Workers Strike at Hostess Forces Shutdown of Bakeries, May Lead To Shutdown of Company
If you haven’t already stocked up on Twinkies, you better do it now.
Hostess Brands, the maker of Twinkies and other snack cakes, has shut down 3 of its bakeries in response to workers’ strikes. The closings have led to a permanent loss of over 600 jobs, and according to Hostess, the worst might still be yet to come.
More than 200 members of the Bakery, Confectionery, Tobacco Workers and Grain Millers International Union in Lenexa began a walkout Friday at the end of their shifts, the local said.
The strike spread over the weekend to thousands of workers at about two-thirds of Hostess’s 36 bakeries throughout the country.
The actions may pinch the supply of Hostess snack cakes and Wonder bread. Of greater impact is that company officials said Monday that they will close bakeries in St. Louis, Cincinnati and Seattle that employ a total of 627 workers.
Hostess Brands chief executive Gregory F. Rayburn said the Irving, Texas-based company regrets the decision, “but we have repeatedly explained that we will close facilities that are no longer able to produce and deliver products because of a work stoppage — and that we will close the entire company if widespread strikes cripple our business.”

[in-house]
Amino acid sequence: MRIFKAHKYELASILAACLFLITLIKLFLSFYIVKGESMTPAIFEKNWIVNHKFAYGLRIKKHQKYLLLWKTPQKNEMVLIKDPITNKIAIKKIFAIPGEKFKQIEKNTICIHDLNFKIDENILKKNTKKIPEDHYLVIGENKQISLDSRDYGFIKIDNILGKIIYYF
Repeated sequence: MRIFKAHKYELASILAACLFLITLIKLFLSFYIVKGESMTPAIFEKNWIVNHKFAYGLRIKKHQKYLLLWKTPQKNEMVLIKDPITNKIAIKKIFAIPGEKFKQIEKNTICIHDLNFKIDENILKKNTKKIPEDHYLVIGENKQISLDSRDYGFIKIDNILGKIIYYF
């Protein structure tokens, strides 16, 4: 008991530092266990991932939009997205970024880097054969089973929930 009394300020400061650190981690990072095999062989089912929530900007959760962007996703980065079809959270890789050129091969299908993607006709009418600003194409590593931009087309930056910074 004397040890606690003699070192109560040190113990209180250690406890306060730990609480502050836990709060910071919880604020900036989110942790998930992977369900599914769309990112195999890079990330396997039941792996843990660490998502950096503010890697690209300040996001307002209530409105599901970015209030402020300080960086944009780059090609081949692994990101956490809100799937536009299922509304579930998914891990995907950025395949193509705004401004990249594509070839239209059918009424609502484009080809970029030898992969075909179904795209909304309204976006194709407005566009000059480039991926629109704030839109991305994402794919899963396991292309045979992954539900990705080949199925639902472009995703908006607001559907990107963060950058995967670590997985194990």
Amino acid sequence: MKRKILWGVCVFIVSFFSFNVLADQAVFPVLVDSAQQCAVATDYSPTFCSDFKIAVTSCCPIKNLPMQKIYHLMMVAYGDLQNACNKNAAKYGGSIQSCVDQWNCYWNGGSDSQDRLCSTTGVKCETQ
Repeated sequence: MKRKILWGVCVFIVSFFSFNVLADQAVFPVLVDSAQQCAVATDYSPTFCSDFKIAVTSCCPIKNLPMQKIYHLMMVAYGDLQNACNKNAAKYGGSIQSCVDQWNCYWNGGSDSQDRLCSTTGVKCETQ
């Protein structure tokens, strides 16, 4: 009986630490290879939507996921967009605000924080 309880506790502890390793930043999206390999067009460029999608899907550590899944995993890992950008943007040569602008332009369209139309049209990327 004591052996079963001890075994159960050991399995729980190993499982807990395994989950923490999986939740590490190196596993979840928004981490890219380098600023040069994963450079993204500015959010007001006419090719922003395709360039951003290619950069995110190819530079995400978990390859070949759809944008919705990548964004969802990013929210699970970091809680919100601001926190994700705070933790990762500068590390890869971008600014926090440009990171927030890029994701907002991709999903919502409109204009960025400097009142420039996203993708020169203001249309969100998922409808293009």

The bakery workers union said the contract would cut wages and benefits by 27 to 32 percent, including an immediate 8 percent wage cut.
Hostess, which makes Twinkies, Wonder Bread and Ding Dongs, filed for Chapter 11 protection in January. That was its second bankruptcy petition; the first was in 2004. In reorganization, the company has closed 21 plants and eliminated thousands of jobs.
For Hostess, it looks like a perfect storm of financial ruin. They’ve already filed for bankruptcy, twice; their workers are unhappy with the drastic cuts; most of their customers are looking for healthier options; and no one is willing to buy them out. Although I’m not particularly a fan of Twinkies myself, it’s always disheartening to see a longtime business going under, especially when jobs are hard enough to come by as it is.